00:16:58   want something to like celebrate the feels like relay but doesn't necessarily

00:17:02   look like a podcast. It was one a nice design that could be anything and you

00:17:08   know you could see this is like a Christmas ornament. Maybe we'll do

00:17:11   Christmas ornaments or a, you know, neck tattoo or something.

00:17:14   - I'm probably gonna put it on my body at some point.

00:17:16   - It's really good.

00:17:17   So it's a star with like the little half circles around it,

00:17:22   so it's kind of five points, the star,

00:17:24   it's all kind of a conceptual conception of art.

00:17:29   - It's high concept podcast.

00:17:30   - It is.

00:17:31   Can you tell I spent two years in art school?

00:17:32   It's really paying off as I describe this.

00:17:35   - Yeah, it was really good.

00:17:36   I could feel the education.

00:17:38   - Yeah, it rolling out of me.

00:17:40   So go check this out, there's a t-shirt,

00:17:42   there's also a enamel pin with the same artwork.

00:17:46   My pins are out for delivery in a couple days.

00:17:48   The shirts will, we had this question as well,

00:17:51   the shirts will not be to you in time for the live show.

00:17:55   We wanted everything up in August

00:17:56   and that meant we sacrificed to having the shirts done

00:17:59   by the live show.

00:18:00   - The pins though, if you buy pins on their own,

00:18:03   not pins of a shirt, you will get them before the live show

00:18:06   if you're in the US easily.

00:18:07   'Cause they're shipping out, right?

00:18:08   They're shipping out now.

00:18:09   So go check all this out.

00:18:11   We'd love to see these shirts and pins out in the world.

00:18:14   Number three, next week on connected, Myke and I will be hosting our annual relay QA.

00:18:23   So every week in this every year where people can ask us questions about podcasting about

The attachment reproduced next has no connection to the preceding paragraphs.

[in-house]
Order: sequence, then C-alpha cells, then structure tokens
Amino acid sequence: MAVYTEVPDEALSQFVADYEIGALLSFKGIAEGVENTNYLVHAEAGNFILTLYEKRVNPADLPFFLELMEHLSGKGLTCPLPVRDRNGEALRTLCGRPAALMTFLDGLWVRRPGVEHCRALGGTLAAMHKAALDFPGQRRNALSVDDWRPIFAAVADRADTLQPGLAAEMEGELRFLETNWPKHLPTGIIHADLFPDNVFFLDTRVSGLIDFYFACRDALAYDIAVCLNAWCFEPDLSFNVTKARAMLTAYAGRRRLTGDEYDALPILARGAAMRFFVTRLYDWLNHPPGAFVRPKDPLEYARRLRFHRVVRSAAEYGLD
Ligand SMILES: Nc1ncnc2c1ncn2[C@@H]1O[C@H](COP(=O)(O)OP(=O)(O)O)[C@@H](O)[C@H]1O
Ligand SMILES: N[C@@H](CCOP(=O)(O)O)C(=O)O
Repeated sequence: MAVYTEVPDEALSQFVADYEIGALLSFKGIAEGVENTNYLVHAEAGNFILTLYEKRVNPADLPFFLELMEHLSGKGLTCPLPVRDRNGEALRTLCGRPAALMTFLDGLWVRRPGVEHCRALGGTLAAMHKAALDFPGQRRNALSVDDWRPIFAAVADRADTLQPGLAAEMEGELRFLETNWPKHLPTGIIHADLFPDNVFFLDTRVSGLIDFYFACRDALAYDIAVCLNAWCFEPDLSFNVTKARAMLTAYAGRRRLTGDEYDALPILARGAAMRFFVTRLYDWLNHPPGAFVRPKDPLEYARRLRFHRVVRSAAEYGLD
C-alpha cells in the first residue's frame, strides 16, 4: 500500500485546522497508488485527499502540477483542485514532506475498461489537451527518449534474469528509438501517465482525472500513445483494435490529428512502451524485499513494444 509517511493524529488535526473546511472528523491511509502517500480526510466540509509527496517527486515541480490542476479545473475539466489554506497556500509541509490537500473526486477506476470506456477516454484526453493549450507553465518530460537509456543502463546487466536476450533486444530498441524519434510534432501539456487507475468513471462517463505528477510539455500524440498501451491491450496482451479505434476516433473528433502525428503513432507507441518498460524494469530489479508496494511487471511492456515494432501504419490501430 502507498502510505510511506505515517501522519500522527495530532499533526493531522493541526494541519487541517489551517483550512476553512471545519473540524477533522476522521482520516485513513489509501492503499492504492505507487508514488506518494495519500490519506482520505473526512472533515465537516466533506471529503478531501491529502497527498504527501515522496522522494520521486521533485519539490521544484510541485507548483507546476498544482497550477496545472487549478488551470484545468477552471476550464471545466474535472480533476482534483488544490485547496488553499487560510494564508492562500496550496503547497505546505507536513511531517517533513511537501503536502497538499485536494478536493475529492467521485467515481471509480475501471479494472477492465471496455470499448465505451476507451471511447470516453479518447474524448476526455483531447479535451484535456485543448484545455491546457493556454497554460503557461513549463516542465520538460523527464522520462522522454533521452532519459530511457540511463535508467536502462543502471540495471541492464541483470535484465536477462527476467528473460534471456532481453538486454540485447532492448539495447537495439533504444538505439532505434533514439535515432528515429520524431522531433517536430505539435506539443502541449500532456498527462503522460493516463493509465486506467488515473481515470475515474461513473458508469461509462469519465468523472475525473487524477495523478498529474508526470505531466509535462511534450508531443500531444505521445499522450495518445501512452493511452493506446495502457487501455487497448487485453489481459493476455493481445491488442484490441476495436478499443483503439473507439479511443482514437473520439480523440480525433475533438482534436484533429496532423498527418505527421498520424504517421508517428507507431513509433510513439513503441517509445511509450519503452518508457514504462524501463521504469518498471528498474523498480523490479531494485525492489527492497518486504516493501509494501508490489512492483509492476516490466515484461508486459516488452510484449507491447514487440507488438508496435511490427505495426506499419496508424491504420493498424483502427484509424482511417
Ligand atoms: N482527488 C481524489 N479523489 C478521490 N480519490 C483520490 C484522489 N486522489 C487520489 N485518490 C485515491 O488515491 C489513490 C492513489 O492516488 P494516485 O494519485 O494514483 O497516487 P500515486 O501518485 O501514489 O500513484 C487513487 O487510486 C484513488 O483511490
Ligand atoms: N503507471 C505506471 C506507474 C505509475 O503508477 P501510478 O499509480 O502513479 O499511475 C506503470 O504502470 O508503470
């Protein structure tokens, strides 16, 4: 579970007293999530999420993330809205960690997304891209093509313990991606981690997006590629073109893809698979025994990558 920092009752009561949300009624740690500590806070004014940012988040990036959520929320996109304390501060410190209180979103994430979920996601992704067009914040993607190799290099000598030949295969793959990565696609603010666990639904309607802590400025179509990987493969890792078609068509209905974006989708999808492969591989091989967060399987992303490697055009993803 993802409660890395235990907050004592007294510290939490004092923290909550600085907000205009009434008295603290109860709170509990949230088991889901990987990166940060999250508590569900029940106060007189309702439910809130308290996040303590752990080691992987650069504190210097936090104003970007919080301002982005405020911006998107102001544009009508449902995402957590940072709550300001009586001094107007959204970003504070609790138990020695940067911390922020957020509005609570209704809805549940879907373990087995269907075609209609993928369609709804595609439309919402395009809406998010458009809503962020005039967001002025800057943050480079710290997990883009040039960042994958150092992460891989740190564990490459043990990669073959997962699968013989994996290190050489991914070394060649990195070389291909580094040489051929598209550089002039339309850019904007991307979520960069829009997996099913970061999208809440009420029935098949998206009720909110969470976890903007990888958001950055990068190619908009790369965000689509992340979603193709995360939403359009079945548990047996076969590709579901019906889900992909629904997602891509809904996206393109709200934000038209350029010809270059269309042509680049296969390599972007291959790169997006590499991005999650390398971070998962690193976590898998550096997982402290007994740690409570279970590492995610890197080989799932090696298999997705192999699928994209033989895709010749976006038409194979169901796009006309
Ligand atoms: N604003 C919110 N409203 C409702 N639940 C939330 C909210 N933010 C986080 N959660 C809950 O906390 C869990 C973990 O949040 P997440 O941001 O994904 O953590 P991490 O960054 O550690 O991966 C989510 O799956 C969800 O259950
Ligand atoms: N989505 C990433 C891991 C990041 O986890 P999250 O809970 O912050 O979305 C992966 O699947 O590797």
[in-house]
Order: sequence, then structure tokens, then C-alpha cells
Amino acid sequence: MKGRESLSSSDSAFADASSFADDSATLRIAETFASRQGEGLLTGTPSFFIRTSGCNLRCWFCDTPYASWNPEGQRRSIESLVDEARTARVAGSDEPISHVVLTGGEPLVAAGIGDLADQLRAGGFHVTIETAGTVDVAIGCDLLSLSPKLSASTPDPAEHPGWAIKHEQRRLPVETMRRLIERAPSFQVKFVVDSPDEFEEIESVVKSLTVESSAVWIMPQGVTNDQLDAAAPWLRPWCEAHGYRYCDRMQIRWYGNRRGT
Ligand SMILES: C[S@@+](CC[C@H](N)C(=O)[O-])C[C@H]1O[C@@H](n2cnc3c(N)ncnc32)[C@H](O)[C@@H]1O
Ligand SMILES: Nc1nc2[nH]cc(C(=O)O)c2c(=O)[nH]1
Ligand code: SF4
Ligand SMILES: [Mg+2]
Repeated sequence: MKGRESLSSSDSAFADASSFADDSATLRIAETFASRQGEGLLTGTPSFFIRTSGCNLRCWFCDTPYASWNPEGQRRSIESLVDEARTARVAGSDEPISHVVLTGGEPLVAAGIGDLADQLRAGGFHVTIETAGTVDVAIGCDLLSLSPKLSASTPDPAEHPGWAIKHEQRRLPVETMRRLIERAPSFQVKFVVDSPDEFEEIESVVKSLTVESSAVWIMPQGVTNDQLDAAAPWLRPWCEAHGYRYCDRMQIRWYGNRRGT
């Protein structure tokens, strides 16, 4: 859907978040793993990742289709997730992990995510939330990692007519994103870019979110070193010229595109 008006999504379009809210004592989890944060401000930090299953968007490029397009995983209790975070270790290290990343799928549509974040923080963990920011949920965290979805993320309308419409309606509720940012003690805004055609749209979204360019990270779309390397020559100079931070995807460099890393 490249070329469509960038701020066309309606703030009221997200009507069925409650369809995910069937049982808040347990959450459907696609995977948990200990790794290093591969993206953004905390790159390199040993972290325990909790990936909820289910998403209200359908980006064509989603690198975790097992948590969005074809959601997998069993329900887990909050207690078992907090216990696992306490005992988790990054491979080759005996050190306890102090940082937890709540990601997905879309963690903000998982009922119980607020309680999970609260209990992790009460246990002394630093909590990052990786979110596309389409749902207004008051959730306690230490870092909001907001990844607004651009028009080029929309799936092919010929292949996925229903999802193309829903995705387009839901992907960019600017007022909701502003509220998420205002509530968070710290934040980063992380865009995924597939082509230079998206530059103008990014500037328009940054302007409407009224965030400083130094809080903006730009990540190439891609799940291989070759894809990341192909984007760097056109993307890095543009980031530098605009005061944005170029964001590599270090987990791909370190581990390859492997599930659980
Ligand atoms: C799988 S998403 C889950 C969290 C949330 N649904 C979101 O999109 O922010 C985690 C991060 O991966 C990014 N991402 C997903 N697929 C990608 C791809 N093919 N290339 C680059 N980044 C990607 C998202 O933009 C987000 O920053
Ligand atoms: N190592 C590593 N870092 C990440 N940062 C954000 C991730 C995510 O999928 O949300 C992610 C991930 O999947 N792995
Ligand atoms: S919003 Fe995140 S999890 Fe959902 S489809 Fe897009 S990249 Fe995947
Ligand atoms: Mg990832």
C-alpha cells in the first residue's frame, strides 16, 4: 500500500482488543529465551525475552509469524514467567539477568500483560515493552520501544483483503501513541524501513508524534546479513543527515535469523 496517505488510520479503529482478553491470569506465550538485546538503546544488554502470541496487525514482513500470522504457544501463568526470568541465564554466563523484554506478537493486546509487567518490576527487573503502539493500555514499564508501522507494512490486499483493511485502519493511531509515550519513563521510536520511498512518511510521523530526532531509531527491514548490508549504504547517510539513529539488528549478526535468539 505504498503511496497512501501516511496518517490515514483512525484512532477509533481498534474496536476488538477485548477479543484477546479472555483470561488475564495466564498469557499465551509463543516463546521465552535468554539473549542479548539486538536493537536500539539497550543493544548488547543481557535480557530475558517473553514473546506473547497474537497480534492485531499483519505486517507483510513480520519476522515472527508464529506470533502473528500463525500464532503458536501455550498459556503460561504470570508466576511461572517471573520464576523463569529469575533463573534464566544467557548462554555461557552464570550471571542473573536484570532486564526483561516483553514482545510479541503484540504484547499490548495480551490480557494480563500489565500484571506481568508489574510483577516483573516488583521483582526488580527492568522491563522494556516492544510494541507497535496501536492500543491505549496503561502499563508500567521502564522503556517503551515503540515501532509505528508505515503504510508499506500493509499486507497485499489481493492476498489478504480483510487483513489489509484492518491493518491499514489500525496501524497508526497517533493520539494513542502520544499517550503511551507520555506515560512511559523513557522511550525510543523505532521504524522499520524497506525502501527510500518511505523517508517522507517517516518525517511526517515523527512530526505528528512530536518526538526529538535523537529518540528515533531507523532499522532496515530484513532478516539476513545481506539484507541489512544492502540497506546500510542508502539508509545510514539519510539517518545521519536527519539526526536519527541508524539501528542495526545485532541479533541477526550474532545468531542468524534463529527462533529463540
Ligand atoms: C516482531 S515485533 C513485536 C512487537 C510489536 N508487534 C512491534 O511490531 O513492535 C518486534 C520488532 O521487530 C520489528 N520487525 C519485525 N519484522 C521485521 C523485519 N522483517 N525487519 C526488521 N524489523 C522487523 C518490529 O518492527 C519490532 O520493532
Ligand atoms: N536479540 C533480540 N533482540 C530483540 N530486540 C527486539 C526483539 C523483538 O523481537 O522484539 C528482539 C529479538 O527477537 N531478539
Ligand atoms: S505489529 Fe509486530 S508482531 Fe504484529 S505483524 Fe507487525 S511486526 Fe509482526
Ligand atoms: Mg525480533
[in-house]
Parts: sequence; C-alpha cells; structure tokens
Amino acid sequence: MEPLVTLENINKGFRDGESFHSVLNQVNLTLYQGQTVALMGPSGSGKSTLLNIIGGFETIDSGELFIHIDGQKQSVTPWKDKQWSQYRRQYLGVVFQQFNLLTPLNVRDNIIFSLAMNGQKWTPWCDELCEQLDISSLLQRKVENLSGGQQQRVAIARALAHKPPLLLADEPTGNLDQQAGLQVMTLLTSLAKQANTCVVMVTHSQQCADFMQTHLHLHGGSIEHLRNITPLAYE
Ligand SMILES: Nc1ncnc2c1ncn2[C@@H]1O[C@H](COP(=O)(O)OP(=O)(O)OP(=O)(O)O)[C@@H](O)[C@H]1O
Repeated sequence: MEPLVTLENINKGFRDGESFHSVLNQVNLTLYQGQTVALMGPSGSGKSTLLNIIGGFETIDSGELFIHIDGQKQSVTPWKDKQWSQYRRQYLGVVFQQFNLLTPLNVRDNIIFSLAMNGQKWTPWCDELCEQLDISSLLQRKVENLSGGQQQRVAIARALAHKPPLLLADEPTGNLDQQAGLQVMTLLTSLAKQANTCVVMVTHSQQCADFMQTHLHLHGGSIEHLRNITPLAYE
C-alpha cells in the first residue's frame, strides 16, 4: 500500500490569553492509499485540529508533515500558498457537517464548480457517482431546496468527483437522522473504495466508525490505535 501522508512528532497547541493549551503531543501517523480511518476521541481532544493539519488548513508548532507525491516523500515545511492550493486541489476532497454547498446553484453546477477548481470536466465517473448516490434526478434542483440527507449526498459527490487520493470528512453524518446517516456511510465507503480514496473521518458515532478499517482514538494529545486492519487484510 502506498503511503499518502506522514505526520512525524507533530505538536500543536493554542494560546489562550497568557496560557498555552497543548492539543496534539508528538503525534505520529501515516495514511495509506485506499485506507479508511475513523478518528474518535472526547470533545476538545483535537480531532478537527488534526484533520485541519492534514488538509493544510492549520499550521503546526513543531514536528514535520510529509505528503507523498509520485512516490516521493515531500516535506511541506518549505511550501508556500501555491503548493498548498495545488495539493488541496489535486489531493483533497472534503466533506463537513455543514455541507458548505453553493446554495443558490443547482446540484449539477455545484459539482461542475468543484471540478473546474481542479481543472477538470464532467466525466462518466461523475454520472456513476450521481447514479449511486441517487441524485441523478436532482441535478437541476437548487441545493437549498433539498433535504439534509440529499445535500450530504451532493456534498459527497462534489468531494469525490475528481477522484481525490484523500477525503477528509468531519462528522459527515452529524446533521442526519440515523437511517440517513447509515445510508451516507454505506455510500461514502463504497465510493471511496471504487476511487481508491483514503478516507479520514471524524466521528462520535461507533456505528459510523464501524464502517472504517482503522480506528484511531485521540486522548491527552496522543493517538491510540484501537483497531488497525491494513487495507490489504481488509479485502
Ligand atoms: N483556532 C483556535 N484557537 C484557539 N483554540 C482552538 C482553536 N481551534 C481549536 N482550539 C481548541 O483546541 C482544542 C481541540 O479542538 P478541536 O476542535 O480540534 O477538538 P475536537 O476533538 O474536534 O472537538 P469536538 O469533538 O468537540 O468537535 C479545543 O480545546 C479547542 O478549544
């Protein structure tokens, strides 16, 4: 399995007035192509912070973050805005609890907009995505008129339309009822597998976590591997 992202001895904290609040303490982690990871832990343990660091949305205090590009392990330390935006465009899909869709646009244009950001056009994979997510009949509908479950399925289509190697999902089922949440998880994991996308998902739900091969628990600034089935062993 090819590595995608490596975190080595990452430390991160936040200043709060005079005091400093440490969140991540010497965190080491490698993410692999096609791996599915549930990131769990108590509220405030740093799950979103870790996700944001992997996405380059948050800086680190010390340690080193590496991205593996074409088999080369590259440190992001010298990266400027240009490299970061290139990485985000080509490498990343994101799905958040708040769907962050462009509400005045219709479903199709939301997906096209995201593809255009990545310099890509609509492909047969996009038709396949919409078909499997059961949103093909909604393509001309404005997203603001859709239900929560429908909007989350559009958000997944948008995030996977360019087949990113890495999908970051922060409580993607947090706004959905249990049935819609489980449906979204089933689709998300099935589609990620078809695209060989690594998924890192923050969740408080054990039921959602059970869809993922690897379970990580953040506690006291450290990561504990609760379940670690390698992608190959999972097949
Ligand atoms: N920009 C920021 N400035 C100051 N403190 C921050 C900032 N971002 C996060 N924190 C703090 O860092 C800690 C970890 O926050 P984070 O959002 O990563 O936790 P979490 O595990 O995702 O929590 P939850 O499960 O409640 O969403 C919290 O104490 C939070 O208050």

00:18:27   the company about, you know, tech love, child rearing suit us those questions on Twitter,

00:18:33   you just use the hashtag relay QA.

00:18:35   And I have a little automation going around and putting all those in a spreadsheet for

00:18:38   us. The more questions the better. We go through them a few days in advance and

00:18:42   sort them into categories, so if you have any questions at all about Relay or

00:18:45   podcasting any of this stuff, we'd love to answer them on next week's Connected.

00:18:49   And finally, August is Relay FM membership month. We do this again to

00:18:56   celebrate the birthday of the network. You can go join at relay.fm/membership.

00:19:00   For all the members out there listening, thank you so much for your support over

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00:20:18   want to get a lot of merch, like if you're looking to buy a lot of merch for

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00:20:28   have a family reunion in October. I want everybody, just everyone. And you want to

00:20:34   order 350, I don't know how big family reunions are, let's say 350 people, the big

00:20:39   family. It's like a big family. Big family. Big family. Maybe a high school class

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00:21:00   matching relay shirts. Alright, Myke, we have a bunch of topics to talk about. I don't know

00:21:04   if you've heard of this company, Apple, they've done some stuff. We're gonna talk about file

00:21:09   maker, they're just in the news, which is not something I expected to happen this week.

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00:23:14   Apple card. Talk about this for a minute. Yeah. This is Apple's fancy virtual but

00:23:19   also titanium credit card. They are rolling out or they did roll out some

00:23:24   invites earlier this week. I'm unclear if that's ongoing or there was like a batch

00:23:29   of basically press people and it's coming out later to more people but... No,

00:23:33   they're doing over this month it's like people that signed up to learn more